The Interlock: a clay manuscriptProjects
Located in London’s Fitzrovia district sits Bureau de Change’s The Interlock, a project which is at the same time rupture and conjunction, with a façade that reinterprets and experiments the infinite compositional variables given by the use of brick as a construction material and formal element.
In that exact place where Riding House Street opens to Wells Street, streets that have deeply breathed the air of Dickensian London. In a neighborhood sculpted by a dense literary past written by important personalities such as Virginia Woolf, George Bernard Shaw and Arthur Rimbaud. Here, among others, a house finds its own contemporary sense. A sense - referring to the romantic Central European Sehnsucht - as a tension towards a nostalgia for appropriation of the past, like a crystallization to date of a moment far away in time.
Perhaps a vernacular reinterpretation, perhaps a rigorous experimentation in the use of a material, the project for The Interlock sees the Bureau de Change studio engage with great dedication in the use of brick. A significant material not only in the composition of the façade, but also in reference to its location. That exact place hosted - and still hosts today - a heterogeneous range of architectural styles, from the church of John Nash’s All Souls to reinforced concrete structures, from 19th century residential buildings, to post-war and contemporary commercial complexes. In a street whose verticality is defined materially by the juxtaposition of bricks as the main construction element, the street’s piecemeal aesthetic is unified by the use of brickwork which serves as the façade material of choice, at times so abundant that it forms the road surface.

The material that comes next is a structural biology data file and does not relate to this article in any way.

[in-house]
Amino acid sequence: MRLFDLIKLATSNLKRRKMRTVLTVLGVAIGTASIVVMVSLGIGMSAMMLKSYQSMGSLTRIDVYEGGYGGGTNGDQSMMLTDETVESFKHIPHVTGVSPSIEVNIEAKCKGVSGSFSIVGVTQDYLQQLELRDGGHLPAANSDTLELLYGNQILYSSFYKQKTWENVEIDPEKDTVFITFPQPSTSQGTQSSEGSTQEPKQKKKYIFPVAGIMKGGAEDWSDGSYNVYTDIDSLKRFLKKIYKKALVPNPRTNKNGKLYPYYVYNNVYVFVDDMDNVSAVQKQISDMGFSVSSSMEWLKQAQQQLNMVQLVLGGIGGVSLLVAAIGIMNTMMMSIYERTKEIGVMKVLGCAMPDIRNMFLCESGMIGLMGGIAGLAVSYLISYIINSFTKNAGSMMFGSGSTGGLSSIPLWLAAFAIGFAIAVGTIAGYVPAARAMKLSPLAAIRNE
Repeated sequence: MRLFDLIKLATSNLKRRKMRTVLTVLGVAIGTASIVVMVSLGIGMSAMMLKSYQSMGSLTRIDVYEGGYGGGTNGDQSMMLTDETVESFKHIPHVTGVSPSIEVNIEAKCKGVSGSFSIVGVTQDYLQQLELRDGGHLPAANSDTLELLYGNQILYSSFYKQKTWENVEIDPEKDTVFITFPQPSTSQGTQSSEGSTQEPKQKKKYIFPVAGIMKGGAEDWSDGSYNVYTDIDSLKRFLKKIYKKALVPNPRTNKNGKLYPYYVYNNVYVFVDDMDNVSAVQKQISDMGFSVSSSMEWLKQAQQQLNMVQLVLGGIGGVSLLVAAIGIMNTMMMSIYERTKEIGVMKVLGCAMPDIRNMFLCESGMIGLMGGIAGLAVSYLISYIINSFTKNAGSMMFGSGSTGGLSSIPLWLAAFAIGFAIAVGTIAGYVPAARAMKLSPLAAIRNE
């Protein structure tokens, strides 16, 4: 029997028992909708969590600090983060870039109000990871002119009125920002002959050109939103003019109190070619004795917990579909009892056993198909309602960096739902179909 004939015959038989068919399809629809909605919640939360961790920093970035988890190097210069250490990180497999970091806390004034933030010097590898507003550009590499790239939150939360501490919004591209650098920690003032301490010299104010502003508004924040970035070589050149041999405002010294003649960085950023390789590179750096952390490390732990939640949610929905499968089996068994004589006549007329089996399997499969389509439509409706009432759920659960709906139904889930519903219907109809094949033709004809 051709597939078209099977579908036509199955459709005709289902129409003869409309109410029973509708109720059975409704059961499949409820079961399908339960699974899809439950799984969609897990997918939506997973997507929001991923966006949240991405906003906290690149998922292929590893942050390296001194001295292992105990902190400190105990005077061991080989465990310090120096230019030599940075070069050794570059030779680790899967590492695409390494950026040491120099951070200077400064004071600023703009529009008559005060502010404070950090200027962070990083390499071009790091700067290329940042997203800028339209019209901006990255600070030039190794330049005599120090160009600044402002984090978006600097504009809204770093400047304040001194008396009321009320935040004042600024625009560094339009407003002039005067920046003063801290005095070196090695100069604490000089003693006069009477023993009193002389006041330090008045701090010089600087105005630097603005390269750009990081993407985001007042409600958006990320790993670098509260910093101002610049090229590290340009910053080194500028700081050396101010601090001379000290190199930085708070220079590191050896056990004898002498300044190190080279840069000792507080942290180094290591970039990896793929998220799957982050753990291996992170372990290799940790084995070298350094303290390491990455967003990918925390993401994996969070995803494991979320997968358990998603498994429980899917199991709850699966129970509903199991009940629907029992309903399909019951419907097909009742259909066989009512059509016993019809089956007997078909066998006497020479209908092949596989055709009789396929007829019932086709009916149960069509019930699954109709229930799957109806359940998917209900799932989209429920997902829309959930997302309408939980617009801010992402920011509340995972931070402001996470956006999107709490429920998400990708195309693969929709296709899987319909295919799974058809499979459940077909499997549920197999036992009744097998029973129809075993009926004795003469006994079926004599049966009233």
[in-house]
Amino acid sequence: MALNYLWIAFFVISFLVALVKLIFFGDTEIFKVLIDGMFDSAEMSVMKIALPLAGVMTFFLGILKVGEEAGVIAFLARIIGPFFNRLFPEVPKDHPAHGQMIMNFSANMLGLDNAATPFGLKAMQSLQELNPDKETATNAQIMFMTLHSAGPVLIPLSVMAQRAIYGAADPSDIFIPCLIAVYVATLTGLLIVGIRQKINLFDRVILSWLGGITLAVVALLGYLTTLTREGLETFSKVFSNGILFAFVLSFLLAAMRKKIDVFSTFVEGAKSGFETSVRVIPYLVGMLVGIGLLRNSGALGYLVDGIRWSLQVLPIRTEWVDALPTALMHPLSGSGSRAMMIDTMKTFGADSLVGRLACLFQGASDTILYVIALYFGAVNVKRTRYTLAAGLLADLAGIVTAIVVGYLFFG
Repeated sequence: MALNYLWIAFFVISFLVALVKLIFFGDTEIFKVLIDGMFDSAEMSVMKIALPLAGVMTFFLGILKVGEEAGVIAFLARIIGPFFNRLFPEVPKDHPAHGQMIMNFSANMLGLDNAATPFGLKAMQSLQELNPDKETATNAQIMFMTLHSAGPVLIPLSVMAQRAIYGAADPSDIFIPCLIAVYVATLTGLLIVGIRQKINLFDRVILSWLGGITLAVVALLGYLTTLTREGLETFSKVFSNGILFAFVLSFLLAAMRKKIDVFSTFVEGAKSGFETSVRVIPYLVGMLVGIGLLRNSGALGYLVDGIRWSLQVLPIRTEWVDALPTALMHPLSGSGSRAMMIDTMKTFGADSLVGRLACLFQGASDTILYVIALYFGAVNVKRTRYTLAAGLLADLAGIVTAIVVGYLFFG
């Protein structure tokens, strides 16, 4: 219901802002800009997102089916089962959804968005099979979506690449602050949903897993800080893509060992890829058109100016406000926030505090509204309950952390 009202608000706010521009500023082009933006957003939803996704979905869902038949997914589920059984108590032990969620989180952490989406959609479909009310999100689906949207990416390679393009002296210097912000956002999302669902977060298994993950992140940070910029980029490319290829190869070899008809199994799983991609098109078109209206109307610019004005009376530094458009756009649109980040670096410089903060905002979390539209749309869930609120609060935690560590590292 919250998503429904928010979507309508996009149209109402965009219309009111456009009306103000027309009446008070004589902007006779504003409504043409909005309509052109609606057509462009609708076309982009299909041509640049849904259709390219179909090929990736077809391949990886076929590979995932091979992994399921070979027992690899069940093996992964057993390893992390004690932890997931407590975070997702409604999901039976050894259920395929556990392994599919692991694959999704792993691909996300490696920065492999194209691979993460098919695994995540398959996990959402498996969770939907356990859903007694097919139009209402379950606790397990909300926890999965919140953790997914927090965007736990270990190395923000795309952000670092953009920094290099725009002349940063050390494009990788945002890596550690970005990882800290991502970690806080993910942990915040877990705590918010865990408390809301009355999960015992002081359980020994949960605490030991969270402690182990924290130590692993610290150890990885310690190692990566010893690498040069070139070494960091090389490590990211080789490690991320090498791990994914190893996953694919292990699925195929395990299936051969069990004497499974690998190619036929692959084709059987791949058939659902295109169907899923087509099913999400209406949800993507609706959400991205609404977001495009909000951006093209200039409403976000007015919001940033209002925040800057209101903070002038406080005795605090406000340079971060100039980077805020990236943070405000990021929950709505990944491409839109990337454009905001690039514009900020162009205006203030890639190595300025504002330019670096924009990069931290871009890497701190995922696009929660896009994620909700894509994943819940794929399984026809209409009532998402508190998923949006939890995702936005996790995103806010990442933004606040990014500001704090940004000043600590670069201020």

By combining the pragmatic and formal aspect, Katerina Dionysopoulou and Billy Mavropoulos - the founding architects of the studio - find the meaning of their architectural exercise, with the desire to bring a sense of theatricality, divertissement and innovation to the design of spaces, products and of the environments.
We were interested in taking these very traditional proportions and in some way subverting them – like a puzzle box that seems familiar and reveals a hidden complexity that increases the more you interact with it. (Katerina Dionysopoulou)
The compositional paradigm
In the project for The Interlock's façade, the design of the pattern destructs the smooth surface at the exact point where the load-bearing elements interact with the openings, through the disciplined study - at times mathematical - of the position of the individual elements. The bricks seem to intertwine against the glass, to morph and twist like cogs, while they break down along the string course and recompose in contact with the adjacent buildings. Behind the façade, sit three new residential units and a café at street level.
We worked iteratively with the team at Forterra – adapting and reviewing the bricks in 3D. We were walking the line of what would be technically possible, but through this process, found a point that was both buildable and produced the richness and movement we were trying to achieve. (Billy Mavropoulos)
By modelling the façade in 3D, each facet could be individually adjusted to meet structural and fabrication requirements without diluting the integrity of the surface form.
The Staffordshire Blue Clay was selected as a contrast to the areas existing brickwork. The marl clay was set into 14 hand-crafted steel molds and fired in oxidation to create the matt blue finish. After firing, these 14 ‘parent’ bricks were divided to form the 30 ‘offspring’. Construction of the 5,000 block landscape took place over three months. The fabrication team used 1:1 printed templates that set out the number, typology and location of each brick. When collated on site, these 188 templates appeared like a construction manuscript, with each brick a different note to lay.
- Architect: Bureau de Change
- Structural Engineer: HRW
- M&E Engineer: MWL Group
- Client: HGG London
- Contractor: Phillip Banks
- Façade contractor: Irvine Whitlock
- Brick fabricator: Forterra
- Photography: ©Gilbert McCarragher